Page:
The DPA is designed to regulate “the processing of information relating to individuals, including the obtaining, holding, uses or disclosures of such information.” Derived from the EU’s Data Protection Directive (DPD), the DPA has been the flagship data protection legislation in the UK for 20 years. But the various developments in technology and data processing practices over that time-span has resulted in the General Data Protection Regulation coming into force in May to replace the Directive and also the Act. But for the purposes of the ICO’s investigation, the legal liability of CA and others will be judged against the standards of the DPA.

Under the Act, section 1 defines personal data as data which “relates to a living individual who can be identified (a) from those data, or (b) from those data and other information which is in the possession of the data controller.” The provisions of the DPA only regulate this personal data and thus the rights afforded to individuals (called ‘data subjects’ for the purposes of the Act) are only applicable to this data. There is also reference made to ‘sensitive data’, which includes information relating to race or ethnic origin, political opinions, religious beliefs and other equally confidential information. The personality app created by Kogan most likely produced data of this kind, be it personal or even sensitive. As such, the processing and supply of such data to CA would be regulated under the DPA.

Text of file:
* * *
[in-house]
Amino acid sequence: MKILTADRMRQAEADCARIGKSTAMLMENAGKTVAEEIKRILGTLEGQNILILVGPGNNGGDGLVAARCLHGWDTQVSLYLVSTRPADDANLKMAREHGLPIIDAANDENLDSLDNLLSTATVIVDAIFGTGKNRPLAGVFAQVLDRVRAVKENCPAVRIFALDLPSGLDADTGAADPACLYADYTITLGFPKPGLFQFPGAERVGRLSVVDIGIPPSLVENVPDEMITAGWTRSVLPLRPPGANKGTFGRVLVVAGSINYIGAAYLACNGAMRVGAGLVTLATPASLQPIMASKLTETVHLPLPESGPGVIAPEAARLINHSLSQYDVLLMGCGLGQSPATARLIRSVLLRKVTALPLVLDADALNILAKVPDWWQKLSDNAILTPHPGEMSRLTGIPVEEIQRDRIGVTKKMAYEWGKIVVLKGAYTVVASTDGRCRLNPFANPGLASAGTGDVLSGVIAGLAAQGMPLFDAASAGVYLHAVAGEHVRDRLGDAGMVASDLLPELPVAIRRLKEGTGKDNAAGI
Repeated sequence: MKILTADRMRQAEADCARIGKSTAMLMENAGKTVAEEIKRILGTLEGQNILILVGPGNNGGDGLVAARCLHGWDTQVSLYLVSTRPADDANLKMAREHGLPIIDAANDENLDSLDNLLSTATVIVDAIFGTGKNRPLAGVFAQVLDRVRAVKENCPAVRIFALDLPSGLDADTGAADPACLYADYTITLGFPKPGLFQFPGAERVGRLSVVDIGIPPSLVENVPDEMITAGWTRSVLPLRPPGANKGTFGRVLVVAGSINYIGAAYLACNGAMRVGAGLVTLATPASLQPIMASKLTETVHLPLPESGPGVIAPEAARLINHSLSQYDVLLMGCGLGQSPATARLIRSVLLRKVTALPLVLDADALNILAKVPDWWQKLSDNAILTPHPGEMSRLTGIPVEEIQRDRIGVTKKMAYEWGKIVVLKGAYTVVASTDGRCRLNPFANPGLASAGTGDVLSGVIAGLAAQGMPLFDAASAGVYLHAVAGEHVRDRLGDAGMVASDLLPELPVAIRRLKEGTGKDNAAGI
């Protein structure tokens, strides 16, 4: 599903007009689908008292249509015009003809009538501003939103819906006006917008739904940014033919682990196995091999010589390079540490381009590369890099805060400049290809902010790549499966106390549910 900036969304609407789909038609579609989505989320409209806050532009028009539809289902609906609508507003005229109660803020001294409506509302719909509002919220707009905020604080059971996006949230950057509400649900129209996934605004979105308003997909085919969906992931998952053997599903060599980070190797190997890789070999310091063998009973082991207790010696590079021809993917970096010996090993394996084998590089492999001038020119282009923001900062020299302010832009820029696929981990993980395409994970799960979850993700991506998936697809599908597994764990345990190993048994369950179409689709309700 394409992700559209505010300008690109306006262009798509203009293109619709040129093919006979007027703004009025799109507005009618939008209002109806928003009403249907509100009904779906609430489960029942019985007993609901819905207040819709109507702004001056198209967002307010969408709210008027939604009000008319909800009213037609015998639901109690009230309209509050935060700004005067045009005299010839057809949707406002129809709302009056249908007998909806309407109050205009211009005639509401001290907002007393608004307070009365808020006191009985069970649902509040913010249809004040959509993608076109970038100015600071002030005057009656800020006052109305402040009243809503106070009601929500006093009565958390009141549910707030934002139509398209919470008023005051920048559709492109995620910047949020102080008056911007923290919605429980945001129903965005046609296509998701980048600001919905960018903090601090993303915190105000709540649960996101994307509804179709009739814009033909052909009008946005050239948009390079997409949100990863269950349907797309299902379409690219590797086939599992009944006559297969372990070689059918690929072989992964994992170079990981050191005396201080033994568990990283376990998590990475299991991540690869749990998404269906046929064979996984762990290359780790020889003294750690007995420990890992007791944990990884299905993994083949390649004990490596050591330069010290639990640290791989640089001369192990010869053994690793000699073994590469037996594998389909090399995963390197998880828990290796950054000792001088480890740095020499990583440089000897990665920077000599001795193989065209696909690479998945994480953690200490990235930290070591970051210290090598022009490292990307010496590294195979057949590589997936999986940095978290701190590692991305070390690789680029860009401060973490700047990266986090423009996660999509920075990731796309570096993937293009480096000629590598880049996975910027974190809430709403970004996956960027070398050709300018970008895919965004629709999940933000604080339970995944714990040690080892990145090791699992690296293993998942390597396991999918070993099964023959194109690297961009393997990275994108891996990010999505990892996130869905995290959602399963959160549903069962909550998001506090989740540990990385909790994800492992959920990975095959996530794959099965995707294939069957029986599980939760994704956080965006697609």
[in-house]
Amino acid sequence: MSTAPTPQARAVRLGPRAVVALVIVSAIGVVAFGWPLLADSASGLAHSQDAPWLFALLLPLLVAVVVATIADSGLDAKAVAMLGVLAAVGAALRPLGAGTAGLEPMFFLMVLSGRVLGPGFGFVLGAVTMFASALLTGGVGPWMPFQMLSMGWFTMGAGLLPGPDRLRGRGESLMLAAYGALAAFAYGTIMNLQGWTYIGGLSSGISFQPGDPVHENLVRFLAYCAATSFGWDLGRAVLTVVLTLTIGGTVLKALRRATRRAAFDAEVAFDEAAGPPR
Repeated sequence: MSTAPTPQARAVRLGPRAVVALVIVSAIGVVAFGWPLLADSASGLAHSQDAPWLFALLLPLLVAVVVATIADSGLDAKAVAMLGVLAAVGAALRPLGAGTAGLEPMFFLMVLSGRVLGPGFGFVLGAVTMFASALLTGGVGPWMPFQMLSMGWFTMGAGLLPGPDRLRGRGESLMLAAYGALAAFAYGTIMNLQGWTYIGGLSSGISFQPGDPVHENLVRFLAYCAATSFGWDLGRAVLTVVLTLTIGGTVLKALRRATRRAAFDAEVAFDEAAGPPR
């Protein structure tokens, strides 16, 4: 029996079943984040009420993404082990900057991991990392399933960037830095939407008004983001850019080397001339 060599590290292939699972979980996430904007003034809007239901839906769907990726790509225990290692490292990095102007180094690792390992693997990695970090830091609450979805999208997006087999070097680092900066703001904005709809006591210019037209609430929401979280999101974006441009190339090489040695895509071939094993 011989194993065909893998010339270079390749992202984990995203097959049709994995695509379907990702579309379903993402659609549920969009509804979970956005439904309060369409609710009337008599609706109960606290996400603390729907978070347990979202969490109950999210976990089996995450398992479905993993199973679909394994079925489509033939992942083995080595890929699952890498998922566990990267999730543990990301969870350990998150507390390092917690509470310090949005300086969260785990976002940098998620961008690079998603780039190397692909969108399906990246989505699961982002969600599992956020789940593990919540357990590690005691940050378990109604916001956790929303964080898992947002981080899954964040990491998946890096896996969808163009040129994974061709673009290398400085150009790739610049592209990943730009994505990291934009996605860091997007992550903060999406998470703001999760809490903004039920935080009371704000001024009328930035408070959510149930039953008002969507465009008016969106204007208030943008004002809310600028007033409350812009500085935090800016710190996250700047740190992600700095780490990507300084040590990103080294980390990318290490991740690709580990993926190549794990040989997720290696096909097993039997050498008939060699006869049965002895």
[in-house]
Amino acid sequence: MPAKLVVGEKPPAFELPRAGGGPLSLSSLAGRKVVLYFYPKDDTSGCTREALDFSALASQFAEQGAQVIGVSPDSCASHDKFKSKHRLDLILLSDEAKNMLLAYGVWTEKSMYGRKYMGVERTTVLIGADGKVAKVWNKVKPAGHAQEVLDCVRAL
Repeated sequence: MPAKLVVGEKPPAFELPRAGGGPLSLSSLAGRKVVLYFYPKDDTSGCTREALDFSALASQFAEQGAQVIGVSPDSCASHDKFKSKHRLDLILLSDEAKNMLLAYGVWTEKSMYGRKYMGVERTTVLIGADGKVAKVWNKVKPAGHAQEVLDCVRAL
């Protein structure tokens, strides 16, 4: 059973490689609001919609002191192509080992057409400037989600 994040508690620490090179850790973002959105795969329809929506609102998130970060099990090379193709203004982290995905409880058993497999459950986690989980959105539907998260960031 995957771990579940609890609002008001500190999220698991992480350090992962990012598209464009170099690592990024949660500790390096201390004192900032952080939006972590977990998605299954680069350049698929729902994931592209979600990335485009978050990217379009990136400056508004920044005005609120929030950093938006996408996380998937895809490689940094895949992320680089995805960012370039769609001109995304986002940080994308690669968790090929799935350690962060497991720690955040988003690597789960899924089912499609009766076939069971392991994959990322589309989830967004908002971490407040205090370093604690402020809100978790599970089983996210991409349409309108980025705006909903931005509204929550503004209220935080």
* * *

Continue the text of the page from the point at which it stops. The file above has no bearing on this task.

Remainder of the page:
The Act stipulates that the processing of data includes the “obtaining, recording, or holding of” such information as well as organising, adapting, altering or disclosing (by transmission, dissemination or otherwise) such information. Thus, when Kogan’s app asked Facebook users to provide their information, it was obtaining their personal and possibly sensitive data. The supply of that data to CA is evidence of that data being disclosed by transmission. CA in turn, by using such data in combination with other information to create psychographic profiles on users was adapting such data for the purposes of the Act. This would also likely fall under the ECJ’s interpretation of ‘processing’ in Bodil Lindqvist (2004)², which gave the term a wide remit.

The obtaining and subsequent altering of Facebook user data is not necessarily unlawful. The Act provides a number of ways in which the processing of data can be conducted lawfully under Schedule 2. Two in particular are relevant for this case. The first lawful way is where the data subject consents to the processing of their data. The second is where the processing is necessary either for the performance of a contract with the data subject or are part of steps requested by the data subject preliminary to an eventual contract.